Page Banner

United States Department of Agriculture

Agricultural Research Service

Title: Chlortetracycline Affects Plasma Growth Hormone and Throid Hormones in Beefsteers after Challenge with Thyrotropin Releasing Hormone Plus Growth Hormone Releasing Hormone

item McLeod, Kyle
item Rumsey, Theron
item Elsasser, Theodore
item Kahl, Stanislaw
item Baldwin, Ransom

Submitted to: Journal of Federation of American Societies for Experimental Biology
Publication Type: Abstract Only
Publication Acceptance Date: April 3, 1998
Publication Date: N/A

Technical Abstract: This study determined the effects of a sub-therapeutic level of chlortetracycline (CTC) in growing beef steers fed limited or adequate dietary protein on plasma concentrations of growth hormone (GH) and thyroid hormones before and after an injection of thyrotropin releasing hormone (TRH) + GH releasing hormone (GHRH). Thirty-two steers (Avg BW = 285 kg) were assigned to a 2 2 factorial arrangement of either 10% or 13% crude protein diets (70% concentrate, ad libitum intake) and either carrier or carrier + 350 mg CTC daily top dress. At 56 d, steers were injected via jugular cannula (1.0 g/kg BW TRH + 0.1 g/kg BW GHRH in 10 mL saline) at 0800. Blood samples were collected from -30 to 360 min after injection. At 84 d, the steers were killed and the pituitary and samples of liver were collected and analyzed for 5'-deiodinase acticity. Chlortetracycline attenuated the GH response to injection by 26% for both area under the response curve (P < 0.03) and peak response (P < 0.10). Chlortetracycline attenuated the thyroxine response for area under the curve by 12% (P < 0.08) and peak response by 14% (P < 0.04). Type II deiodinase activity in the pituitary was 36% less (P < 0.02) in CTC-fed steers compared to steers not fed CTC. Results suggest that feeding sub- therapeutic levels fo CTC to growing beef cattle may influence tissue growth via the pituitary.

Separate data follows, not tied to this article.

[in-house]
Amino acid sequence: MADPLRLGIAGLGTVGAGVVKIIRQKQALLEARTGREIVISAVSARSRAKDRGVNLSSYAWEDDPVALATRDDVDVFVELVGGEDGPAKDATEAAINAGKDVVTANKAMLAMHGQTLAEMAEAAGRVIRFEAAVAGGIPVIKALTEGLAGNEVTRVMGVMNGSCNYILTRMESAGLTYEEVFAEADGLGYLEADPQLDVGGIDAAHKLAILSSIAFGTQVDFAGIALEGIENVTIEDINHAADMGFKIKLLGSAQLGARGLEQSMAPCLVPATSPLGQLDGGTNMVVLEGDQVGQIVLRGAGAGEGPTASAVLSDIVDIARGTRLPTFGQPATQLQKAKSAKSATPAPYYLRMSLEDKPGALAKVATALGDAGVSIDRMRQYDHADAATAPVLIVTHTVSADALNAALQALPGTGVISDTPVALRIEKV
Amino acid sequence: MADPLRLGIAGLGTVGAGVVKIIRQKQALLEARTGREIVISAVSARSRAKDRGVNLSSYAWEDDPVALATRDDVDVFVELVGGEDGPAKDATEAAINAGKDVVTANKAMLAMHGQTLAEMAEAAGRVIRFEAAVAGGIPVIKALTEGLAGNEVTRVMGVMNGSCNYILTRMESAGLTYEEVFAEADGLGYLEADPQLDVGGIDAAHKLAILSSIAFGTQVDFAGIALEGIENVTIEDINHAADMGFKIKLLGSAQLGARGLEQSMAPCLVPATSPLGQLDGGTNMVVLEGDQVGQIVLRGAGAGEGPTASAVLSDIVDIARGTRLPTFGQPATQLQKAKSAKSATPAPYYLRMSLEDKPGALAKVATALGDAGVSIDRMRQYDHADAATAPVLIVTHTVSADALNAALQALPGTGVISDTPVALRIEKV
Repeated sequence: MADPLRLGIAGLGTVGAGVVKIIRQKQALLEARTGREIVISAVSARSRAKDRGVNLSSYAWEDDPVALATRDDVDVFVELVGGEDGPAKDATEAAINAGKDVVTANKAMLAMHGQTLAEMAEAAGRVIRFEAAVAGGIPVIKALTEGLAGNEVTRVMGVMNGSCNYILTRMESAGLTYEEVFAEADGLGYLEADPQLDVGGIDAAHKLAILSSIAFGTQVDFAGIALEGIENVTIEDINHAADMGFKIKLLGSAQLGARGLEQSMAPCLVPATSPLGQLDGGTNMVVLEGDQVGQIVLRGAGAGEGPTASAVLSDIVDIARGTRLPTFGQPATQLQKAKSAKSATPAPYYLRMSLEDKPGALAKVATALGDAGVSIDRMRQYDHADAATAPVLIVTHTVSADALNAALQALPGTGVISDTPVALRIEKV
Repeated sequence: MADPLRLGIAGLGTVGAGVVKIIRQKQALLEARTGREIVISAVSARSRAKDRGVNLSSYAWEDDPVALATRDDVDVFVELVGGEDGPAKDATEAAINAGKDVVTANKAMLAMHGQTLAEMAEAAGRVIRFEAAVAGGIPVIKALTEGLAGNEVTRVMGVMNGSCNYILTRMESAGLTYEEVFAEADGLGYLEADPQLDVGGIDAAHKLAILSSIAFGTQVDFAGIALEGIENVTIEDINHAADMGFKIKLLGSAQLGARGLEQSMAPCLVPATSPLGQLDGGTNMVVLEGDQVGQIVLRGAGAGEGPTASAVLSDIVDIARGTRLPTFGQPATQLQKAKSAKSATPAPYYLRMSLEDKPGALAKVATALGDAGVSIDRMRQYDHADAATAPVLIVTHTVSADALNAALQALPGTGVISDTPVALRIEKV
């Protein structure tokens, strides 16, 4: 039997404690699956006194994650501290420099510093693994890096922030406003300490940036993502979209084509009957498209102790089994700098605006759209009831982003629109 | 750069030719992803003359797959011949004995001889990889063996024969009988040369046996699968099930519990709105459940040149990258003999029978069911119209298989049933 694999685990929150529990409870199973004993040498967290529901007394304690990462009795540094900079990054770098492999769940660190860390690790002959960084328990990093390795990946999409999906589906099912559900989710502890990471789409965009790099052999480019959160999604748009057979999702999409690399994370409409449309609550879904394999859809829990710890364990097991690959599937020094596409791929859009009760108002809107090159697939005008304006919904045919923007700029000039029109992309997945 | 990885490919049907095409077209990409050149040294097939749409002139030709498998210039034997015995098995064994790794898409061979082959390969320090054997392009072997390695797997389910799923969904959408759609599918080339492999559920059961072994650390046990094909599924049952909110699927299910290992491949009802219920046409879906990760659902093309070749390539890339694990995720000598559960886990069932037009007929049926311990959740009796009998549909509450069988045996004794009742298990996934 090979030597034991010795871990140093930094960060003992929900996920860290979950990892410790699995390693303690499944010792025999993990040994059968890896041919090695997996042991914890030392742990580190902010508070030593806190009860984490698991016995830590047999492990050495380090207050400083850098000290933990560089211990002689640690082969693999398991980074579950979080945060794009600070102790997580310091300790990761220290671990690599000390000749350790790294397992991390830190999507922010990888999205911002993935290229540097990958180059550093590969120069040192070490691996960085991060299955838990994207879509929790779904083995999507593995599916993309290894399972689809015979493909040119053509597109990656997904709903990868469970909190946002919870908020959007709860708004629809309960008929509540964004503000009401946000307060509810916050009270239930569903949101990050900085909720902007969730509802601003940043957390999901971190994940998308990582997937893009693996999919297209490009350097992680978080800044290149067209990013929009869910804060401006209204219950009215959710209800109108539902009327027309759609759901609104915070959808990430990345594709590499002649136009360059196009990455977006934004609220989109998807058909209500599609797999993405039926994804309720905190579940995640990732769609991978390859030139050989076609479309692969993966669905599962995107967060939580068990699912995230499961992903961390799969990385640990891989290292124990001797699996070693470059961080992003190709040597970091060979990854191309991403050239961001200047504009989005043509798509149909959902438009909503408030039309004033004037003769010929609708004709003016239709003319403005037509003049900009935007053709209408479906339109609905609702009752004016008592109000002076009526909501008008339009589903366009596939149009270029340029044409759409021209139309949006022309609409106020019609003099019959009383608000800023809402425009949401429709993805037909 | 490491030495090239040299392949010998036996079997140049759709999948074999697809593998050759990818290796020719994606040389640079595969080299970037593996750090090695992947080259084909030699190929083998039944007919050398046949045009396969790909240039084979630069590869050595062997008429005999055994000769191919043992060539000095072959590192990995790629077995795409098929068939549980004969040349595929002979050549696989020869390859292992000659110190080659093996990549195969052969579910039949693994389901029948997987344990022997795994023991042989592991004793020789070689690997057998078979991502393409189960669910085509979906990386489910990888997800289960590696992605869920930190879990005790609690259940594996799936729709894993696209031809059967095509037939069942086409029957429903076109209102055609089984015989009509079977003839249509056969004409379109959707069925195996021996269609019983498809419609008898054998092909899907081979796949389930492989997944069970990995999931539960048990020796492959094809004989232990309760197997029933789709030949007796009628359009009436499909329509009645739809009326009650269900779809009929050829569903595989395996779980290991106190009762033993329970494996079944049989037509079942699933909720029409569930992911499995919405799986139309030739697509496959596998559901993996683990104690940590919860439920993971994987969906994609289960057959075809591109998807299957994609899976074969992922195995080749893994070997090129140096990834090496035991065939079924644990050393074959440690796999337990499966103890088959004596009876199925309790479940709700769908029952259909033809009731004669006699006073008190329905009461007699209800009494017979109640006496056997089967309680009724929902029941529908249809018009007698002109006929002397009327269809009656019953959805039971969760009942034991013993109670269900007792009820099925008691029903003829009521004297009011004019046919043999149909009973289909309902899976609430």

Last Modified: 4/22/2015
Footer Content Back to Top of Page